Native American tribal colleges and boarding schools
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For Tina Webster, the College of Menominee Nation's new Green Bay campus is
more than a learning institution.
"I feel this school is more about caring and understanding a person's
well-being," Webster said of being a student at the tribal college. "It's more down
to earth here. It's more about respect as a human being and not just about
Webster, 28, was one of many students, staff, educators and government
representatives gathered at the campus Oct. 27 to celebrate the grand opening. The
drum groups Straight Across and Wind Eagle sang honor songs, and cultural
preservation officer Dave Grignon gave an invocation in the Menominee language.
Guest speakers extolled the virtues of higher education and recalled
struggles and triumphs of the Menominee people past and present.
With the school seal as a backdrop, college President Verna Fowler noted how
far the tribe has come in the face of poverty and the ruinous policy of
"It was really no small feat that one of the poorest Indian tribes in the
state of Wisconsin and, according to the 2000 Census, [in] the 13th poorest
county in the United States has established in less than 13 years an institution
of higher education that is already known internationally and is recognized
for its quality of education," Fowler said.
That quality has been evident by the rapid growth of the student body and a
need for a new site in the Green Bay area.
In the 2005 spring semester, 120 students were enrolled at the Green Bay
site, mostly members of the Oneida tribe of Wisconsin. This fall, 168 enrolled.
"We were really cramped," said Katherine Hall, interim site coordinator. "We
had five people crawling over one another in one little office, and the
classrooms were jammed."
"In listening sessions and student suggestion boxes, the students made
heartfelt pleas for a larger site," Hall said.
Their pleas were not ignored. Plans had been in the works for a new
facility, but the students' immediate needs accelerated the process.
With more classrooms, a vastly expanded computer lab and a commons area,
College of Menominee Nation students expressed their pride in the new campus.
Student government president Gina Gregor was impressed by the large-scale
upgrade. "I was at the old site," she said. "There were two classrooms and no
windows. It was way too small to suit the needs of a growing student body."
"We can compete with bigger colleges now because we have the space. We have
the facilities we couldn't offer at the old site. It's nice to see, from the
time I started to now, how CMN has grown."
Many students who took time from classes to attend the celebration said not
only the extra room and expanded services of the college but also the
location and community spirit make for a high-quality education experience.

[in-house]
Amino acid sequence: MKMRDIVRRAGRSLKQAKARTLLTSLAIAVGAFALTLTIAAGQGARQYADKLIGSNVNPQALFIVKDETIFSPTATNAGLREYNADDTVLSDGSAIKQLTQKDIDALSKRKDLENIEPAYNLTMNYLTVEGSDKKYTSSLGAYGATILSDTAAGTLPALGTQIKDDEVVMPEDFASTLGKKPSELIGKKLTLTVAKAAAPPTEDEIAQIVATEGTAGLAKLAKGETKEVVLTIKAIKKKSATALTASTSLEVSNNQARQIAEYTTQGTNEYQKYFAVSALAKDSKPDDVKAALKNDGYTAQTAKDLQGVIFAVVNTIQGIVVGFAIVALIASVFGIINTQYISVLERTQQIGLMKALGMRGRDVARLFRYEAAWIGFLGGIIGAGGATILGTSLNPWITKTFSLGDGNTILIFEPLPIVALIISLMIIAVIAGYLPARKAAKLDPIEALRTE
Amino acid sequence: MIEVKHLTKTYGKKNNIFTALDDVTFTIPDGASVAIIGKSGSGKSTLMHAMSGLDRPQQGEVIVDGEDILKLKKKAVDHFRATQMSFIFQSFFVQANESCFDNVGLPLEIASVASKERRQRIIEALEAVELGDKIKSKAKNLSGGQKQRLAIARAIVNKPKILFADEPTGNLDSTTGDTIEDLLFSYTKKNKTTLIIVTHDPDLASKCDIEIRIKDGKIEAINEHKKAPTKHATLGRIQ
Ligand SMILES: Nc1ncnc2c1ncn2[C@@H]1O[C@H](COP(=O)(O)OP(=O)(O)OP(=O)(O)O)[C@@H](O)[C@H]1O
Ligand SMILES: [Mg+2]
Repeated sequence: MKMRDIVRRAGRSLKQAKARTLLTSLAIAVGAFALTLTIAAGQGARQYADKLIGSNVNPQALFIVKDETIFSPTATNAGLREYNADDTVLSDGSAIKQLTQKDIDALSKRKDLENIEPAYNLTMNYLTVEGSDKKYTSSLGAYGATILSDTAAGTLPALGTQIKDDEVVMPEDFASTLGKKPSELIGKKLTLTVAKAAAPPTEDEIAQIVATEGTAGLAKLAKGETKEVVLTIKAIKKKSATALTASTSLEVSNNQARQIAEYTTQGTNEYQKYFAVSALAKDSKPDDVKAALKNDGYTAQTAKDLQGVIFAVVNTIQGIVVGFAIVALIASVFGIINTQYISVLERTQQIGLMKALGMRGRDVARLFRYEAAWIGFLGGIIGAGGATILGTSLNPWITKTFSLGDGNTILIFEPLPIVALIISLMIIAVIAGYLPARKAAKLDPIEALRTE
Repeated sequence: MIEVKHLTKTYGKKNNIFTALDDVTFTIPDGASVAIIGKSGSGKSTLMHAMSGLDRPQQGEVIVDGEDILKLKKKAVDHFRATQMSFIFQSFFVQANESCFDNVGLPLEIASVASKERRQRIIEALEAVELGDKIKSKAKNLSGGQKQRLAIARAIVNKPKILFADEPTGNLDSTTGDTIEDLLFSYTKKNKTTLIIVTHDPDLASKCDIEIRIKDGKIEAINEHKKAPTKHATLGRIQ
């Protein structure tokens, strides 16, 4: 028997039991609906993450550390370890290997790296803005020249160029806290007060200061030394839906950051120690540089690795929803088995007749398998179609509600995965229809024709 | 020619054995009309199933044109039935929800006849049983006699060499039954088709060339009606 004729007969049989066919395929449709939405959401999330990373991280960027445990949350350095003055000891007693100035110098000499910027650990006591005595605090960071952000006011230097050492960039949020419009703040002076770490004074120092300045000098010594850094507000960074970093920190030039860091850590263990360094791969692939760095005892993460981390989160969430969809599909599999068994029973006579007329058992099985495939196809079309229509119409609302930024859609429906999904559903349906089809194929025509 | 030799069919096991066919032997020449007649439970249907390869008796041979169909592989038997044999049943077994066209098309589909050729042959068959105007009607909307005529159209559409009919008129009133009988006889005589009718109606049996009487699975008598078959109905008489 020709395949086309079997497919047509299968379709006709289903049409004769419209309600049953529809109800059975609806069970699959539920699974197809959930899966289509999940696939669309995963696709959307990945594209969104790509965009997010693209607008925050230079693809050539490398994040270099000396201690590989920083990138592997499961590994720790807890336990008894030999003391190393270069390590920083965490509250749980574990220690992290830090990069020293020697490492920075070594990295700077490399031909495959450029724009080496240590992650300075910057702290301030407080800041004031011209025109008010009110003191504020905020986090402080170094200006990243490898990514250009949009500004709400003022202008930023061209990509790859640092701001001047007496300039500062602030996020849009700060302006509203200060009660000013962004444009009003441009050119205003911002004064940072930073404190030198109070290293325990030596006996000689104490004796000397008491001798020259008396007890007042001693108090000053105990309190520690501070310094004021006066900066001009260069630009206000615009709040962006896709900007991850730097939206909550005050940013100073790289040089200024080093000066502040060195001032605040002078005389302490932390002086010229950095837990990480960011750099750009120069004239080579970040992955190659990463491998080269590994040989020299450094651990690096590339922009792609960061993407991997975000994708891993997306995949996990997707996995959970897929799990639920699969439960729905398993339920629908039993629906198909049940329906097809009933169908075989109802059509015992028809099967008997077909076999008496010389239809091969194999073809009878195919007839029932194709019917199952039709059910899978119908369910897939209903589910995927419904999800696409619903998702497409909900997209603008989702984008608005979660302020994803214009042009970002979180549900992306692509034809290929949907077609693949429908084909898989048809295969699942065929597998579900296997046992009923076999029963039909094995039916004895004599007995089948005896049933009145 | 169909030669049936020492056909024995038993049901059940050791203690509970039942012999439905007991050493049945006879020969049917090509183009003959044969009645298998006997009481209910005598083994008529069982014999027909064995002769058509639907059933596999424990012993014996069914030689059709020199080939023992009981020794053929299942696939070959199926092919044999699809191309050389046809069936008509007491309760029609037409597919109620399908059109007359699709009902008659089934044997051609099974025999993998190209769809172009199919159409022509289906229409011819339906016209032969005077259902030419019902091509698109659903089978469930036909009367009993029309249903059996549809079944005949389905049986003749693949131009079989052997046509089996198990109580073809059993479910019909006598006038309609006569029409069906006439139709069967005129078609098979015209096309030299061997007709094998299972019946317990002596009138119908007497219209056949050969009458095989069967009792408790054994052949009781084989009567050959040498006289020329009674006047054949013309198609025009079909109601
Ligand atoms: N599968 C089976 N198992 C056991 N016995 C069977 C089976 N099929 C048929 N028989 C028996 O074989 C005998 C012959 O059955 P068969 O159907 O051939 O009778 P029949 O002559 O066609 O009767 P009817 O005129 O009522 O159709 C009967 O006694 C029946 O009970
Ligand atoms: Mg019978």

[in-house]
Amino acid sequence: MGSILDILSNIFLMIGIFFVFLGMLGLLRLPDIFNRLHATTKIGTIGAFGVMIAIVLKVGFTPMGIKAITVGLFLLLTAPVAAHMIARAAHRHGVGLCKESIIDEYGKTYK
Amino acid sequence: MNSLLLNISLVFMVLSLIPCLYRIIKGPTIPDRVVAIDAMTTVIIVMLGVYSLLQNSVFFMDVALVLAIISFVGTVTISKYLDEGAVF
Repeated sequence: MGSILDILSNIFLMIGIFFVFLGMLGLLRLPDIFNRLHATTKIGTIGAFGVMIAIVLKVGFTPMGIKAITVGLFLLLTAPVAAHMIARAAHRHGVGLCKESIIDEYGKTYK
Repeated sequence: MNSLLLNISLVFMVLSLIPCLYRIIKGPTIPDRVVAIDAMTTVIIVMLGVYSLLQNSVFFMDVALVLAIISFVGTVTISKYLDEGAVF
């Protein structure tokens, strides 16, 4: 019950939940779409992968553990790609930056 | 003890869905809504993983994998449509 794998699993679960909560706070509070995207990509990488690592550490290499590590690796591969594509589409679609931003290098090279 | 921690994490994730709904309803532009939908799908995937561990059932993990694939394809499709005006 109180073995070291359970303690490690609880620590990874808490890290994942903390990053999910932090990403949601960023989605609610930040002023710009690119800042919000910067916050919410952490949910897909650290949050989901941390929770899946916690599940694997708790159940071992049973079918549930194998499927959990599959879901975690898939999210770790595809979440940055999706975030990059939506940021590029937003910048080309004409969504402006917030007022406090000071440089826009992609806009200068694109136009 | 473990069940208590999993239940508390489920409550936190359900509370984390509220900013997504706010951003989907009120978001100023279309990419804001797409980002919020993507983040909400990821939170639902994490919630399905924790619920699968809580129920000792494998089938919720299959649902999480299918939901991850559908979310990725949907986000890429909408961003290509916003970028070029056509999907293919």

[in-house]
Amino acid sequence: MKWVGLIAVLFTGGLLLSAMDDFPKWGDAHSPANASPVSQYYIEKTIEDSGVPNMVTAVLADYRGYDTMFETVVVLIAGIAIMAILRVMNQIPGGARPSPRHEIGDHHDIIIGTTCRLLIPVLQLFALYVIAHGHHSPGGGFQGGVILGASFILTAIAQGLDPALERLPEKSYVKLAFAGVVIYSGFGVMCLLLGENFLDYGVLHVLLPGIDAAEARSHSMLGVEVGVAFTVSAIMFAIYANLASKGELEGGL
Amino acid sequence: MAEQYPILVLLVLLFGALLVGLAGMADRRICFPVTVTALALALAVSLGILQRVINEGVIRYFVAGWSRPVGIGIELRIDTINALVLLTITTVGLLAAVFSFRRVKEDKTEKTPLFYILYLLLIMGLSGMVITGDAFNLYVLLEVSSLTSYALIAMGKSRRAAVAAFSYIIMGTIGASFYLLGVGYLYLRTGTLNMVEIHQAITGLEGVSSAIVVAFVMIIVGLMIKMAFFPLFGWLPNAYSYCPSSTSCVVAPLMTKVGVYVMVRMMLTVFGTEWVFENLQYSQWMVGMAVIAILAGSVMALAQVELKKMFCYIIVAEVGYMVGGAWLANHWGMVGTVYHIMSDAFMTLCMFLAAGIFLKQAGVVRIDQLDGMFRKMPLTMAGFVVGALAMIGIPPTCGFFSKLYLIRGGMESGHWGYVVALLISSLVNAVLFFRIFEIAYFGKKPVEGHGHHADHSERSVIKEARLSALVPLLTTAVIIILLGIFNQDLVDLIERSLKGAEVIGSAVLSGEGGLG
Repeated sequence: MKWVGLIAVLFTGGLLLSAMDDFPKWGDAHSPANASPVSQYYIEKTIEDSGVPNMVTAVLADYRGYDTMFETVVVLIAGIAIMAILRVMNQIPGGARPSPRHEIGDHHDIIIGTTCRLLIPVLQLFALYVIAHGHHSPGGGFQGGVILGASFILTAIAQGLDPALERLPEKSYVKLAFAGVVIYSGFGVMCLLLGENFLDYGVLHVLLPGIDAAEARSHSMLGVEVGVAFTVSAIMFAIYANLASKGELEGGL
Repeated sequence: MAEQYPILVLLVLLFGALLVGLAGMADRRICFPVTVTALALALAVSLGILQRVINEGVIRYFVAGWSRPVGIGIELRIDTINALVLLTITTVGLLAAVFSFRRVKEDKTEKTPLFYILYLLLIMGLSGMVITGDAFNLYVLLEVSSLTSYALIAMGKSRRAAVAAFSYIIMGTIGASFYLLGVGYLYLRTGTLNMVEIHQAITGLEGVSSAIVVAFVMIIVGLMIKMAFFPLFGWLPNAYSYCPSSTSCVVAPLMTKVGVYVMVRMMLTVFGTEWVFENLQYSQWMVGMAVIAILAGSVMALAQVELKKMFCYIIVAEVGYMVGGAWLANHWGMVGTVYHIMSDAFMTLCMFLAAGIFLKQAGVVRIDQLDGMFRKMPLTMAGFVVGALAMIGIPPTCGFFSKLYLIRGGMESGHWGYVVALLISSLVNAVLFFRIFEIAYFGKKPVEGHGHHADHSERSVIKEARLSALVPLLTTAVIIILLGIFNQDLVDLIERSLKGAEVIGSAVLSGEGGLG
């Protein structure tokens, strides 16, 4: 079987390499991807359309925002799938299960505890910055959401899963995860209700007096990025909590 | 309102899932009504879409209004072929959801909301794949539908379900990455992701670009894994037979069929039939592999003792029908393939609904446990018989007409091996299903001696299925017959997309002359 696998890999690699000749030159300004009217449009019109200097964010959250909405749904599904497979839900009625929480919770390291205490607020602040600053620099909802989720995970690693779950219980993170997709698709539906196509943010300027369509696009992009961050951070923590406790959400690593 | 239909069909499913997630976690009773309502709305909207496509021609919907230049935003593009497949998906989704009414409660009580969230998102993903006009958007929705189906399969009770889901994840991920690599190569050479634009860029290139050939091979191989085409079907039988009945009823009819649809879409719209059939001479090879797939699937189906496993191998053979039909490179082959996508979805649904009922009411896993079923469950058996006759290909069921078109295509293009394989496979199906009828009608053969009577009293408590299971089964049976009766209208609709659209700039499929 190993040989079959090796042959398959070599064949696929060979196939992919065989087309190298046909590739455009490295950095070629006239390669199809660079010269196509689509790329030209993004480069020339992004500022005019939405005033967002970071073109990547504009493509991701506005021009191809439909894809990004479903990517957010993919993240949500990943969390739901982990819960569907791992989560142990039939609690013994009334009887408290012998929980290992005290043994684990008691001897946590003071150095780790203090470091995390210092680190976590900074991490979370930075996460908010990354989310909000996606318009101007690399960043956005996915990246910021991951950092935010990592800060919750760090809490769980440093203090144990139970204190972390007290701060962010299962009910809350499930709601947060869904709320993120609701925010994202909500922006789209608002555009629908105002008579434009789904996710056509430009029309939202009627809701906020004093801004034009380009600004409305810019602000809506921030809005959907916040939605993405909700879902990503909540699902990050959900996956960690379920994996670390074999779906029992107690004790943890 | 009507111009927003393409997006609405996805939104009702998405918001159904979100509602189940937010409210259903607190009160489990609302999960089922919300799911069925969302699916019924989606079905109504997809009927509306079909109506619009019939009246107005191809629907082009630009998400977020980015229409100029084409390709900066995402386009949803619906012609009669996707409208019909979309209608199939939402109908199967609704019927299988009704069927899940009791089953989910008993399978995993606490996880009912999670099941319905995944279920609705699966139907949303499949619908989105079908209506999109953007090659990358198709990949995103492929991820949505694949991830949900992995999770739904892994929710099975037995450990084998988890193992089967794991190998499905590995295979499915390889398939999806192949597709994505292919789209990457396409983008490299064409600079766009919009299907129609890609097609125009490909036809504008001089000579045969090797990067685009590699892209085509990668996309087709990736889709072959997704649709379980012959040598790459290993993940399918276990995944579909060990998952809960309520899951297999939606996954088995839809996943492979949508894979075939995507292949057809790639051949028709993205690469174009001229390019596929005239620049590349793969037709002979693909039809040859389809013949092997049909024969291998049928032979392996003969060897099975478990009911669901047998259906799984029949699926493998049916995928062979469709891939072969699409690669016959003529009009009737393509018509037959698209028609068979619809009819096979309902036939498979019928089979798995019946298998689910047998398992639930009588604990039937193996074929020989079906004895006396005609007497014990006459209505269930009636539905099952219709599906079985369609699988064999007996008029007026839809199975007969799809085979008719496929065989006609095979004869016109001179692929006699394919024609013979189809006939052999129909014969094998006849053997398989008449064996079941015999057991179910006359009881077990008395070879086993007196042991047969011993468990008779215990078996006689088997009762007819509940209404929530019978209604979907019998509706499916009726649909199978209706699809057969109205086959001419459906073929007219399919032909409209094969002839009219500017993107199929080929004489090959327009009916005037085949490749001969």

For Shannon Hill, a Green Bay resident and Oneida tribal member, relating to
the other students and faculty on a personal level is just as important as
the convenient location.
"For me, it wouldn't matter where classes were held, as long as it involved
the same people I've met here at CMN," he said. "It's a neat place, and I'm
learning a lot here. It's not only educational. It's spiritual."
That feeling of community and spirituality pervaded the celebration and was
the general consensus of students and staff.
Janet Malcolm, administrative assistant at the Green Bay campus, expounded
on the philosophy of the tribal college:
"The school is Native based. Your culture is here; your people are here. If
we sent our young people [who] haven't had much experience with the world, if
we send them into bigger cities with bigger schools, they could get lost so
easily. They could get lost emotionally and spiritually. But here it's the
same community with the same values, and I think that helps keep everything
Retaining that sense of community, coordinator Hall said is important for
the college, especially in the face of expansion and a growing enrollment.
"We have a high number of first-generation students," she said. "That means
they have not come in watching their parents, older brothers and sisters get
their degrees. They might be the first one in their families. Therefore, they
may not come in with a lot of experience or confidence."
"So having that smaller, one-on-one interaction with faculty then gives them
a better chance to use this opportunity for a good academic education."
The expansion of the Green Bay site is evidence that many students are
taking advantage of educational opportunities afforded them by the tribal college.
Much of the advertising is by word of mouth.
"If you have a good experience here, it's common sense that you're going to
share your experience with friends and family," Malcolm said.
Webster echoed that. "I have a cousin who comes here now," she said. "She
came all the way from Phoenix to come to school here. She had a scholarship to
go there, but she decided to come to CMN."
Asked why her cousin did so, Webster smiled and replied as if the answer was
obvious. "I told her we were all here, and it's a good place and she should
come and join us."
Patrick L. Delabrue, Menominee, attends College of Menominee Nation in
Keshena, Wis. He is a 2005 graduate of the Freedom Forum's American Indian
Journalism Institute. Photographer Dale Kakkak is Communication and Project
Specialist at the Sustainable Development Institute at College of Menominee Nation.
This story was originally published by , the online
newspaper written by Native American college students around the country.
Reprinted with permission.